I’ve always been resistant to “networking”. Going up to random people I don’t know and talking myself up seemed ridiculous and weird. I avoided events that were specifically organized for that purpose. It’s not that I can’t talk with people I do, in fact, have a few friends. I just didn’t think the helpfulness of the exercise outweighed the intense awkwardness I would feel.
Turns out, I was wrong. I know, I know, everyone is always saying how important and easy networking is. I don’t think I’m the only person (definitely scientist) that had this same aversion. I hope sharing my (limited) experience will encourage those of you who still think networking is awkward and weird.
When I moved to DC and started my post-doc I was determined to put myself out there both to make new friends and to make job connections. I cold emailed a list of former NIH fellows to see if they would tell me about their current jobs. Most of them said yes, to my shock and horror, because now I actually had to talk with these people. To my surprise, I actually enjoyed talking with them, I learned a great deal about my career options, and it wasn’t awkward at all. After getting my confidence up, I even attended a “networking happy hour”, the event I spent all of my previous life avoiding. Despite being terrified that I was the awkward girl in the room, I was able to chat with at least five different people. Of course it’s hard to walk up to people you don’t know, but at an event like that everyone is expecting it so it’s fine. I haven’t met my new BFF yet or gotten a connection to the perfect job but I am definitely more comfortable meeting new people. The moral of this story is, just talk to people, it won’t be as terrible as you think. Along the way, you may make a new friend or meet someone who knows of the perfect job for you.
Each generation has its “badge of coolness”. For, kids it may be the latest superhero lunchbox. High schoolers need a car, any car. Some 25-30 year old nerds, who shall remain nameless, may feel the need to get a PhD. In the near future any member of the 60-70 year old set without a dissolving electronic implant could be doomed to “uncoolness”. Last Friday, Hwang et al published their work on dissolving electronics in the journal Science. Yes, you read that correctly, dissolving electronics.
One of the most common implantable electronic devices is a pacemaker. A pacemaker helps a heart maintain a constant beat. Sometimes, the need for the implant passes. Making a pacemaker go away requires serious surgery with all the risks to the patient that entails. Making a dissolving pacemaker go away only requires water, and our bodies have plenty of water.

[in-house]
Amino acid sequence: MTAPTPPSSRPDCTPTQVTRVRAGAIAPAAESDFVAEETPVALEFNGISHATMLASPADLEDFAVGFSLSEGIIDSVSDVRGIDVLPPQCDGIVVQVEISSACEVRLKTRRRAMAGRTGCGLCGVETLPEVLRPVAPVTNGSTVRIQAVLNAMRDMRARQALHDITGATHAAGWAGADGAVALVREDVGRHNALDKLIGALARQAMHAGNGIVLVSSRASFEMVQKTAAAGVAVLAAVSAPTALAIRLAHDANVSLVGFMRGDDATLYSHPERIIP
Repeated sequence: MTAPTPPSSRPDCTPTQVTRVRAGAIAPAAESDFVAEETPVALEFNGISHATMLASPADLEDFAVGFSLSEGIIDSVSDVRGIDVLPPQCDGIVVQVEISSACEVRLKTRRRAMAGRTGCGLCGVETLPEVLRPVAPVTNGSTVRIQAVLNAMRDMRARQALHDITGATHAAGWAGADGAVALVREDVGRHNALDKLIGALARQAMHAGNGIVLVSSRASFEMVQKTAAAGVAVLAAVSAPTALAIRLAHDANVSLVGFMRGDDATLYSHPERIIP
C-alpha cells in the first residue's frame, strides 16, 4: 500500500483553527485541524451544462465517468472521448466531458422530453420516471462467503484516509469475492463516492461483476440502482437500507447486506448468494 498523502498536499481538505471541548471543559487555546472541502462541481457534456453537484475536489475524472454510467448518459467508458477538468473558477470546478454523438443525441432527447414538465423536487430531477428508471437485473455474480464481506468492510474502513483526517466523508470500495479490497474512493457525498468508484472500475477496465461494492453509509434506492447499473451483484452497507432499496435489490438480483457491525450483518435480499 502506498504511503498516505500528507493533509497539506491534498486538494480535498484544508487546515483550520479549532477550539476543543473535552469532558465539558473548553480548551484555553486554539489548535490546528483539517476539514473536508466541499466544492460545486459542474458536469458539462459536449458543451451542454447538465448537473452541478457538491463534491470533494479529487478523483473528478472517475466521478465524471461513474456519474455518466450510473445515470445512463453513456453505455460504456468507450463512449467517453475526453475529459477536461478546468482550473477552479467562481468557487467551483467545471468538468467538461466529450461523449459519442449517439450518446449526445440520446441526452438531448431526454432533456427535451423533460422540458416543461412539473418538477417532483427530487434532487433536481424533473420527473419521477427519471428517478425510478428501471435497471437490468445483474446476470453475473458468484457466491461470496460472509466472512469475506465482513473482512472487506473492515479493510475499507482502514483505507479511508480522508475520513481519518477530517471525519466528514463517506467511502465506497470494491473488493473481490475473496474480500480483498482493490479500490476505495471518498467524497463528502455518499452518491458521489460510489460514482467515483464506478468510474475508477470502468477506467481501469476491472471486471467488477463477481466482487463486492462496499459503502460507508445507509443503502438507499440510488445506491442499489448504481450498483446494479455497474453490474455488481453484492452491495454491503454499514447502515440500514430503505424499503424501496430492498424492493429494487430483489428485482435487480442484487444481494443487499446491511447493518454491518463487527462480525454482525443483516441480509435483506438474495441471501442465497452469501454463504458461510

The researchers built the structural components of dissolving electronics out of biocompatible silk from the silkworm cocoons. They were able to adjust how long the silk lasts in the body by subtly changing the processing of the silk. By producing silk that lasts only as long as the device is needed, surgical removal would become unnecessary.
Normally, there are metal components in electronic devices. Dissolving heavy metals into a patient could create more problems than it solves. To address this issue, the researchers used magnesium as a conductor because it is very reactive and because magnesium is a necessary nutrient, it poses no danger to the patient.
Now that these electronics exist, it can’t be long before patients will be receiving temporary, dissolving electronic devices. I, for one, welcome our robot overlords.
Lab notebooks are one of the less glamorous parts of being a scientist. You must meticulously record what you do each day so that some day in the future, someone could read it and replicate that day’s work. Or when you realize you discovered something you would like to patent, you must prove that you indeed thought of it on a particular day.
In the recent Federation of American Societies for Experimental Biology (FASEB) Washington Update, there is a letter to NIH director Francis Collins that supports recommendations from the Biomedical work force working group’s recent report. The report recommends, among other things, shortening the average Ph.D. training time to five years, while increasing training in skills targeting scientific careers outside of academia. How practical would it be to implement these recommendations? Continue reading “Do as we say, not as we did”
Your child tripped on the back steps and has ended up with a long deep gash on their leg. You head to the ER to get it stitched up. Turns out your toddler has other plans and wails and thrashes around whenever the doctors try to take a look. In many ERs around the country the doctor will recommend sedating your child to prevent the trauma your child is experiencing as well as the anguish you must be feeling watching your child suffer.
For the last ten years, evidence has been building that giving young children anesthesia can be bad for their developing nervous system. The evidence in juvenile rodents is extremely compelling while studies in humans show a trend but some variability. Links have been shown between anesthesia before 4 years of age and increased rates of ADHD and cognitive dysfunction. While there are many cases that require surgery before the age of 4, there are often elective surgeries that would be better postponed. Continue reading “Don’t knock out your toddler”